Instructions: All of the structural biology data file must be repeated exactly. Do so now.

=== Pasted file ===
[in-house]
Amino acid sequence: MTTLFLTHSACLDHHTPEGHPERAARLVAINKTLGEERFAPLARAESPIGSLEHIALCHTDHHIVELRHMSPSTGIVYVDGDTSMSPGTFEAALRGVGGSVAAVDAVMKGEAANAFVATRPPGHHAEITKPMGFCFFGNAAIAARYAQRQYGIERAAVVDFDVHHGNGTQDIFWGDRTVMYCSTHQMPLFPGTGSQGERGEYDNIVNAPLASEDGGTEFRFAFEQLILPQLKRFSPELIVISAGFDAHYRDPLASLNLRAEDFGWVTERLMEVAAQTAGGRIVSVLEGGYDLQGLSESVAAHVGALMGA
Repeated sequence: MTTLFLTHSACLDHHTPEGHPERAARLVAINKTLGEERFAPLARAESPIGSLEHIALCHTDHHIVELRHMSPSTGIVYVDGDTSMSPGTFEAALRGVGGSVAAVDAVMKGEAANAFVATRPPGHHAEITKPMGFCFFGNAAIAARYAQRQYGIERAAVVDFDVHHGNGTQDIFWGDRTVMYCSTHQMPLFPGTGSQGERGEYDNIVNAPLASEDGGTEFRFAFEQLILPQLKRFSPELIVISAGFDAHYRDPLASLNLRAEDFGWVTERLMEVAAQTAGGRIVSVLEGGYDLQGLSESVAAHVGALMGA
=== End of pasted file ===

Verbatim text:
[in-house]
Amino acid sequence: MTTLFLTHSACLDHHTPEGHPERAARLVAINKTLGEERFAPLARAESPIGSLEHIALCHTDHHIVELRHMSPSTGIVYVDGDTSMSPGTFEAALRGVGGSVAAVDAVMKGEAANAFVATRPPGHHAEITKPMGFCFFGNAAIAARYAQRQYGIERAAVVDFDVHHGNGTQDIFWGDRTVMYCSTHQMPLFPGTGSQGERGEYDNIVNAPLASEDGGTEFRFAFEQLILPQLKRFSPELIVISAGFDAHYRDPLASLNLRAEDFGWVTERLMEVAAQTAGGRIVSVLEGGYDLQGLSESVAAHVGALMGA
Repeated sequence: MTTLFLTHSACLDHHTPEGHPERAARLVAINKTLGEERFAPLARAESPIGSLEHIALCHTDHHIVELRHMSPSTGIVYVDGDTSMSPGTFEAALRGVGGSVAAVDAVMKGEAANAFVATRPPGHHAEITKPMGFCFFGNAAIAARYAQRQYGIERAAVVDFDVHHGNGTQDIFWGDRTVMYCSTHQMPLFPGTGSQGERGEYDNIVNAPLASEDGGTEFRFAFEQLILPQLKRFSPELIVISAGFDAHYRDPLASLNLRAEDFGWVTERLMEVAAQTAGGRIVSVLEGGYDLQGLSESVAAHVGALMGA